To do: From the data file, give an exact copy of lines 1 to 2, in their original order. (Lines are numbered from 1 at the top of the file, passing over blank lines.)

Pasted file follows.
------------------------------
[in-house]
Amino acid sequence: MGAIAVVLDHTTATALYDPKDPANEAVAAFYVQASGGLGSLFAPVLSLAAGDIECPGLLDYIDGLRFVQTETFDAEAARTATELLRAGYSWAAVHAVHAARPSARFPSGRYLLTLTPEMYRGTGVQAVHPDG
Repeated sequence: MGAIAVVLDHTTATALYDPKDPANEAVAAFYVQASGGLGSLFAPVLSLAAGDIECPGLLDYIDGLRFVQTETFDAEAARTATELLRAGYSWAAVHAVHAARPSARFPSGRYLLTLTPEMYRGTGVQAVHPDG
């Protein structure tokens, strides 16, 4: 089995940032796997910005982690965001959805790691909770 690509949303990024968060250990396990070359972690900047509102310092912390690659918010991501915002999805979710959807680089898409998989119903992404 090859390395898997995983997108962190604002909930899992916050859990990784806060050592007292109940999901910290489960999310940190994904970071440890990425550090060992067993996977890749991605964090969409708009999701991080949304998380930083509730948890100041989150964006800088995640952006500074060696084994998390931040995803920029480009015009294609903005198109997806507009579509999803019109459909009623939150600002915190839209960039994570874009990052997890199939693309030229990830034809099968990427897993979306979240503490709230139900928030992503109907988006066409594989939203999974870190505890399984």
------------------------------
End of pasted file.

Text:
[in-house]
Amino acid sequence: MGAIAVVLDHTTATALYDPKDPANEAVAAFYVQASGGLGSLFAPVLSLAAGDIECPGLLDYIDGLRFVQTETFDAEAARTATELLRAGYSWAAVHAVHAARPSARFPSGRYLLTLTPEMYRGTGVQAVHPDG